VG 24/7 quotes Microsoft’s official statement: “We can confirm that Jason has left Microsoft and we’re grateful for his time at the company. We wish him the best in his future endeavours.”

A very PR-y, canned response, but that is all we’re going to get at the moment. We don’t know what the real issue is, but one thing is for sure, according to Microsoft: PC gaming is still one of their commitments, and they have long-term plans for this niche.

Microsoft partner creative director Ken Lobb reiterates the company’s commitment to the PC and PC gamers:

“Now we’re one [unified] Microsoft. I don’t see this as pressure. I see it as an opportunity. We have more support internally to support PC more. That’s great! My only expectation would be, please let us continue to do that over a five-year period so we can have real impact. That’s how it feels right now. We’re getting very strong support internally. So we’re really going after PC.”

PC gamers, convinced or not?

Call of Duty: Ghosts Extinction


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Part of the DLC campaign for Call of Duty: Ghosts, Extinction is a 4-player, co-op game mode featuring a unique blend of fast-paced survival gameplay, base defense, player customization and class leveling. Teamwork and communication are essential when playing Extinction, as your team faces an inhuman menace that has overrun an isolated Colorado town and you must eliminate the threat via any means necessary.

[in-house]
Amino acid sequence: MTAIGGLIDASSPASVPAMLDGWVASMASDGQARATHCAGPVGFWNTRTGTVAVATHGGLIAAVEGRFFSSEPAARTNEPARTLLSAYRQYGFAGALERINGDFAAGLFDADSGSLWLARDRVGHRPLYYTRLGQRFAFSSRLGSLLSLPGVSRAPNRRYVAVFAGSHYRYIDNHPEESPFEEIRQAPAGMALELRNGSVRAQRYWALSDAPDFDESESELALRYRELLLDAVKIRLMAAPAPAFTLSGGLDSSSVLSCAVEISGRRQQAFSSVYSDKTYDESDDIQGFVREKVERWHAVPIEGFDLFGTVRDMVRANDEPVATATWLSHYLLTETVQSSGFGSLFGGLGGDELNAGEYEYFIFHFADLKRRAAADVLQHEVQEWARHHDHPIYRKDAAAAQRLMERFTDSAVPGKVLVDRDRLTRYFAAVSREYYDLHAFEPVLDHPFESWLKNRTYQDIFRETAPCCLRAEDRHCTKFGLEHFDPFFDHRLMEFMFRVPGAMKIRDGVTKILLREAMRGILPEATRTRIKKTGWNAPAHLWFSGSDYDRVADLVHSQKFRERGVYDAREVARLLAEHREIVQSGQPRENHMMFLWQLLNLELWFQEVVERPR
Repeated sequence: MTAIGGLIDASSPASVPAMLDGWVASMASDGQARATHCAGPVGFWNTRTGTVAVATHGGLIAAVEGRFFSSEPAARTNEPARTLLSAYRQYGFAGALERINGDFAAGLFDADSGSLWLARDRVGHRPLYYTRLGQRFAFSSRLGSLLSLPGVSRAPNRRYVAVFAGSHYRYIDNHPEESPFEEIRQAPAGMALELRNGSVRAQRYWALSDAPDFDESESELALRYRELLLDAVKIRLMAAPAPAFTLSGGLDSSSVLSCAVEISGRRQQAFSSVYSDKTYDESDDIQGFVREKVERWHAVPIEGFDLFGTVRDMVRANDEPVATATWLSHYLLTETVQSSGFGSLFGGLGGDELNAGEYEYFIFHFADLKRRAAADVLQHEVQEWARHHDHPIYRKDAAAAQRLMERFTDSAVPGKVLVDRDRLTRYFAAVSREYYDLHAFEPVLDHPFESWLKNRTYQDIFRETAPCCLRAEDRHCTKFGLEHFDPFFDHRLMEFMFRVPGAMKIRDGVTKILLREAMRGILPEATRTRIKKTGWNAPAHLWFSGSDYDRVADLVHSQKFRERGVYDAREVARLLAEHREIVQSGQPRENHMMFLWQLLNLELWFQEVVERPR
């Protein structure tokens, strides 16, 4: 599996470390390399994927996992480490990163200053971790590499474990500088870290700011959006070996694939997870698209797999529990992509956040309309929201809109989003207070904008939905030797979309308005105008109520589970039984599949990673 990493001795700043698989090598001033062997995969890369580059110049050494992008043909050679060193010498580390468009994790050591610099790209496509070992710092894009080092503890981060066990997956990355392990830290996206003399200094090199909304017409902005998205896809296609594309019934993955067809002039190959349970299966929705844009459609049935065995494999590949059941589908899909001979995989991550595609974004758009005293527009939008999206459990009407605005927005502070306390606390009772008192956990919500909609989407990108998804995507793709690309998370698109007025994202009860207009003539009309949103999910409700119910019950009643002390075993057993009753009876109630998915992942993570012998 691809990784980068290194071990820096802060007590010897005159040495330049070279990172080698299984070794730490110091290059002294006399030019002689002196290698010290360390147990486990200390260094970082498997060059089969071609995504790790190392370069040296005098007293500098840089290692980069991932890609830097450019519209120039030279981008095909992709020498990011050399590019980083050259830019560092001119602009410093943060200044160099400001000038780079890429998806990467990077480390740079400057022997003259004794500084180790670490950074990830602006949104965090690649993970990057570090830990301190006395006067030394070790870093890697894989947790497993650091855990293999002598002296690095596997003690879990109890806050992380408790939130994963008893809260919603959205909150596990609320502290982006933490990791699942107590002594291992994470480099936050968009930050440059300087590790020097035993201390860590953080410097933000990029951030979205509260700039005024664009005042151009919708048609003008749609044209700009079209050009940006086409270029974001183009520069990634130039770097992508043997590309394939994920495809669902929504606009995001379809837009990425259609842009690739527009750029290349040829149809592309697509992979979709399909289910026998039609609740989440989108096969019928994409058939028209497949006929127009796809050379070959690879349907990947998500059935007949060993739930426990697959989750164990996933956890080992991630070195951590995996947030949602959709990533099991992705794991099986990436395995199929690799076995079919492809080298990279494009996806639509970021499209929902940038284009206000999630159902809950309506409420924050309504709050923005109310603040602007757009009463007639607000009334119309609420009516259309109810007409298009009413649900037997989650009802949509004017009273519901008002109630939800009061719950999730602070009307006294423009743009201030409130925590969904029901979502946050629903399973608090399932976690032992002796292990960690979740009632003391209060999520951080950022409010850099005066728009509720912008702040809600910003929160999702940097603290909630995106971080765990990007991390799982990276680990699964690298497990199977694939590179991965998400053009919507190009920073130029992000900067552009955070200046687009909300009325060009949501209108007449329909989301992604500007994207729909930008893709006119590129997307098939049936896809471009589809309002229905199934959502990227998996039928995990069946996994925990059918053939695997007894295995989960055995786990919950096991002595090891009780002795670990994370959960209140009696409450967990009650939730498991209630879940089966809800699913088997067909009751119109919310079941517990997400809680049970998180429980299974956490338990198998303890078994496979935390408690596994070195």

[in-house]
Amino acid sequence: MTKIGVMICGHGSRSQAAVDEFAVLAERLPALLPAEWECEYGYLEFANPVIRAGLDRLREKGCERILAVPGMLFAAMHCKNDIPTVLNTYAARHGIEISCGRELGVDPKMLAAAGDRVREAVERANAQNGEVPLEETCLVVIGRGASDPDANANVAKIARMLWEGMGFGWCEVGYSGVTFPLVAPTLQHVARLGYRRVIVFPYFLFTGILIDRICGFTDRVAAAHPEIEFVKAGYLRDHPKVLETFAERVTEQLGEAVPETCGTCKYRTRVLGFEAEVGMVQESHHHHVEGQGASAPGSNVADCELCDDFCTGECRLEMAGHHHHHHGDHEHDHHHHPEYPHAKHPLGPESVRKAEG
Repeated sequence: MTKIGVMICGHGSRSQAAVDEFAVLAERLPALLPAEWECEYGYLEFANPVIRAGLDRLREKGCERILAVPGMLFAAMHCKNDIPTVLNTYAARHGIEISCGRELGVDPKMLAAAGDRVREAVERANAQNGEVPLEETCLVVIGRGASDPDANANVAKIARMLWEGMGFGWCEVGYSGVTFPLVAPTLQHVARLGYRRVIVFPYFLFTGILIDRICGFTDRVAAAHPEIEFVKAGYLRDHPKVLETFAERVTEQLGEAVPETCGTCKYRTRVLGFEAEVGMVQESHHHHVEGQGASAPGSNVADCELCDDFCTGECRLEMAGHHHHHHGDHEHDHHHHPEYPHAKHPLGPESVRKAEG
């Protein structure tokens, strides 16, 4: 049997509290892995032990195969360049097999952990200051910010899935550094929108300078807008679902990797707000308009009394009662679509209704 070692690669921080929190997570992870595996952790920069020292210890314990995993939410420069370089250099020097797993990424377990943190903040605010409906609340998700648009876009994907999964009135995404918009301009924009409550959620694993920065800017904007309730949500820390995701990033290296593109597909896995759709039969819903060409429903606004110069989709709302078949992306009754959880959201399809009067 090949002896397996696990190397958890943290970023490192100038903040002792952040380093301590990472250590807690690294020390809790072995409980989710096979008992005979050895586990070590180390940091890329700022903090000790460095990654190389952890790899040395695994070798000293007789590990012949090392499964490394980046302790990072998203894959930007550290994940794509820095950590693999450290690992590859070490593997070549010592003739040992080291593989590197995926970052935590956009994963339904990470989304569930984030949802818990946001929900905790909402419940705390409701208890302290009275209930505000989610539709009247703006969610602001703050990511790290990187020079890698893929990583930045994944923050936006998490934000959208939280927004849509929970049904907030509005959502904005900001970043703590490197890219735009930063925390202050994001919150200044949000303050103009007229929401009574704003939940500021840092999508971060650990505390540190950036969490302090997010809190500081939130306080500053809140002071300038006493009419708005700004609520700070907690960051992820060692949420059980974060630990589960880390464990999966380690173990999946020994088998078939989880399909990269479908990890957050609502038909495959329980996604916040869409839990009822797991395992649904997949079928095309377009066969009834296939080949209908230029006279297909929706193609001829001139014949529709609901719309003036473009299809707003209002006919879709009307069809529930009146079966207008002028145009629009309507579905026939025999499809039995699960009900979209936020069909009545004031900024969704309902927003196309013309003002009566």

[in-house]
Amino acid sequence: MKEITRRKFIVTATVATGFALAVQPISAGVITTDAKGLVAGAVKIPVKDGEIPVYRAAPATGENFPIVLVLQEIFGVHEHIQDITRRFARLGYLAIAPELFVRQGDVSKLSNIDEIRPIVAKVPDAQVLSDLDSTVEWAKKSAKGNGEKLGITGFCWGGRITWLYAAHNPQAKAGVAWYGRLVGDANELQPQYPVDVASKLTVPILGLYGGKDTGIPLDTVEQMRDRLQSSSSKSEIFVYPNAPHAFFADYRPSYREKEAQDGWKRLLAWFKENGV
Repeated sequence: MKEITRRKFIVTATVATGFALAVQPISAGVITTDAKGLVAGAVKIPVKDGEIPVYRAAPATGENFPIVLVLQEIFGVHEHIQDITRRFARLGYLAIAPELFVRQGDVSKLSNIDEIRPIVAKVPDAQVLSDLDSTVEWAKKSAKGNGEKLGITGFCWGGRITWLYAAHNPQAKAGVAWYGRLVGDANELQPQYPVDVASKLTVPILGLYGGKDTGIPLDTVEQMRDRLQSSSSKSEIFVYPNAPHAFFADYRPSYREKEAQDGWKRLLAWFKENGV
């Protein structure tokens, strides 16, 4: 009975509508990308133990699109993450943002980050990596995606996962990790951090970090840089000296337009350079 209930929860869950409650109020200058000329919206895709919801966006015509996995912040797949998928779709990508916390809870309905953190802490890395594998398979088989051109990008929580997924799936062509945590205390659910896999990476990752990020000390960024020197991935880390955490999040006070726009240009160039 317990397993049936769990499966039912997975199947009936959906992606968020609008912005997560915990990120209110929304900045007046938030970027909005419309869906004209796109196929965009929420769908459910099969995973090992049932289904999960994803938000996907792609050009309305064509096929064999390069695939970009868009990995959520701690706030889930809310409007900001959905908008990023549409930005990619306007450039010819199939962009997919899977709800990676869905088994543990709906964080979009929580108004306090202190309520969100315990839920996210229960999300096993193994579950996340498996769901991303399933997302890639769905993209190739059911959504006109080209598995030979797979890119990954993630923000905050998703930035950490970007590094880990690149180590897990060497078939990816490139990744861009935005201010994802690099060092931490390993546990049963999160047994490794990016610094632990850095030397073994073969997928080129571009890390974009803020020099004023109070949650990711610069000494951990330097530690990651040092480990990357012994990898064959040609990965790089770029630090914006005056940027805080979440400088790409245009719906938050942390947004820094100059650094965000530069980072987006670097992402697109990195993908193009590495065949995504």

At the start of the game, each member of the team chooses from one of several custom character classes – medic, engineer, tank, and weapon specialist. As the team battles through the streets of Caldera Peak, players earn currency that can be used to purchase a variety of upgrades and character abilities. The team can scavenge for special equipment and weapon mods left behind by previous, unsuccessful, military forces.